Ohio Representative Marcia Fudge is still relatively new on the block. But she's established herself as the new head of the Congressional Black Congress. In the role, she's already been very vocal about whether the President is doing enough for people of color. Host Michel Martin talks with Congresswomen Fudge about her ideas for America.
Millions of students rely on loans and grants for their studies. But with universities strapped for cash, fewer schools are able to admit students regardless of their financial need. Host Michel Martin asks the President of Iowa's Grinnell College, Dr. Raynard Kington, why his school considered putting a halt to need-blind admissions.
Finally today, I'm still thinking about that massive Powerball jackpot last weekend. That caused me to think about what's wrong with Powerball — the most important thing, of course, being the fact that I didn't win. You know you feel the same way. I'm sure I would have been a good winner. Like Oprah, I would use my powers for good and not evil. Like, I might buy a Bentley out of the showroom window, just to prove to myself that I could. But then I'd settle down and endow scholarships, and fix up blighted storefronts, and invest in local businesses.
I'm Michel Martin, and this is TELL ME MORE from NPR News. Today, as you would expect, we are continuing to follow events in Moore, Okla., where residents are recovering from the impact of a deadly tornado. We decided to call on leaders from Joplin, Mo. Two years ago today, that town was also hit. So we thought this would be a good time to check in on Joplin's recovery, and see if there are any lessons Joplin residents can offer their neighbors.
I'm Michel Martin and this is TELL ME MORE from NPR News. For the end of our program today, we want to talk about two aspects of American style. In a few minutes, we're going to talk about tattoos. They used to be something you got when you went into the Army or to jail, but now they've gone mainstream. We'll talk with a leading tattoo artist about that in just a minute.
Now we'd like to turn to a story that more than five months later is still painful. In the aftermath of the shootings at Sandy Hook Elementary School last December, the Newtown, Connecticut community had many tough decisions to make. One of them was just what should happen to the elementary school where 26 people were killed.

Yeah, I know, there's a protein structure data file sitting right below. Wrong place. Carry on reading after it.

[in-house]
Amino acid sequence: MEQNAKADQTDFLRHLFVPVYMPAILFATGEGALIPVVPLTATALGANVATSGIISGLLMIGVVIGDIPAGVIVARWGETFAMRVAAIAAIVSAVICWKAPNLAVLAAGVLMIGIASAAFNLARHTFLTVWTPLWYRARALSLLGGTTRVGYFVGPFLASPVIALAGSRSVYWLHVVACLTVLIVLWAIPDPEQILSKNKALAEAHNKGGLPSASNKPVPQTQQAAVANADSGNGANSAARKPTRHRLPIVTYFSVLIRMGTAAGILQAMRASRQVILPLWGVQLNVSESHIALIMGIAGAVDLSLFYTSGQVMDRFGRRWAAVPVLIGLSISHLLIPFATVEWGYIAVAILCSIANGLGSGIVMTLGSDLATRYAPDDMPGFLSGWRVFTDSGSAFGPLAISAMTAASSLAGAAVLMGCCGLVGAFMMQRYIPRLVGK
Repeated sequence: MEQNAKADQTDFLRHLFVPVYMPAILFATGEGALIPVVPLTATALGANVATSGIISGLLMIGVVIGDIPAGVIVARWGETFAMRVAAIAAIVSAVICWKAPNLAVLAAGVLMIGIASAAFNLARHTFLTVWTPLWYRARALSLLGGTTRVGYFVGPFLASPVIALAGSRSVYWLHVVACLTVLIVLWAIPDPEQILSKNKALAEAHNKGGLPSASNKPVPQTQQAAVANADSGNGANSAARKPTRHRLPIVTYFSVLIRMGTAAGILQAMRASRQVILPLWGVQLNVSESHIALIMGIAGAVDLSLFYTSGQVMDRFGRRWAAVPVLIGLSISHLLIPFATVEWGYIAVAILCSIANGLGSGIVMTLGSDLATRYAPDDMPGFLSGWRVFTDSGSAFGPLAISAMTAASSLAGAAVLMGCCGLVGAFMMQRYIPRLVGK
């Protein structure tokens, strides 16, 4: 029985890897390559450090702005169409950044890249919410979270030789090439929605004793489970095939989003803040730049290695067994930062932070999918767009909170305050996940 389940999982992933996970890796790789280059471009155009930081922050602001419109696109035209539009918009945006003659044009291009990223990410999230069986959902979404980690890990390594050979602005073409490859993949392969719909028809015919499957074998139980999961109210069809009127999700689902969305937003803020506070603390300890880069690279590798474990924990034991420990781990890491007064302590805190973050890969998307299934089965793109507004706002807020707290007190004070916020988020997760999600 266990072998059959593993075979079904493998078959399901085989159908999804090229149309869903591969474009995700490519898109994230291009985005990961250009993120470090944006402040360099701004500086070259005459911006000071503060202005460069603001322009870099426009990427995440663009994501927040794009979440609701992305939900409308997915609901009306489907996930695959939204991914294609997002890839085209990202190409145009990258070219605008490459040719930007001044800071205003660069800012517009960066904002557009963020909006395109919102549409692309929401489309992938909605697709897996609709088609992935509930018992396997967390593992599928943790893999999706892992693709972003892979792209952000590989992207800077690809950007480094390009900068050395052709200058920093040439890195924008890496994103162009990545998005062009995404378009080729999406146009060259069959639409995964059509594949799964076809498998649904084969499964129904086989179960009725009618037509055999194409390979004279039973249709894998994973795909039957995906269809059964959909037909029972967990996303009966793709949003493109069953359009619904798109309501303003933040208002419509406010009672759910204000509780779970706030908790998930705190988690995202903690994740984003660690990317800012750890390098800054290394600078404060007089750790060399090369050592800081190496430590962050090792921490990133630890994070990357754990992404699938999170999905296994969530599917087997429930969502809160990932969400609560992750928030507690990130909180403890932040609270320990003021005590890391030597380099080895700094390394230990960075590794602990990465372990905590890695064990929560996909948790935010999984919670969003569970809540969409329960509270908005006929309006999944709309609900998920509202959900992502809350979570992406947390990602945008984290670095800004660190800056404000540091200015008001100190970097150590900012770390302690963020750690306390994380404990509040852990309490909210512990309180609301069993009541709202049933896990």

Sensitive personal information belonging to thousands of applicants to a government phone program was exposed to the public on the Internet, according to a new investigative report from Scripps Howard News Service.
The federal program is called Lifeline, and it reimburses phone companies for providing service to low-income Americans.
We're going to switch gears now and take another look at the stock market. Last week about the same time, we talked about how the Dow has been hitting record highs, but did you know that stock ownership in this country is at record lows? According to a recent Gallup poll, only about half of Americans, 52 percent, now own stocks. That's the lowest level since Gallup started tracking that number back in 1998.
I'm Michel Martin and this is TELL ME MORE from NPR News. They say it takes a village to raise a child, but maybe you just need a few moms in your corner. Every week, we check in with a diverse group of parents for their common sense and savvy advice.
Today, though, we are talking about a difficult decision that both mothers and daughters face, sometimes together. It's the question of whether to get genetic testing for breast cancer and what to do when you find out that you are at high risk.
I'm Michel Martin, and this is TELL ME MORE, from NPR News. We'd like to start today by mentioning that, as you would imagine, NPR is continuing to follow developments concerning that deadly tornado that struck Oklahoma yesterday. We hope you will stay tuned to your public radio station or check our website, npr.org, for the latest updates.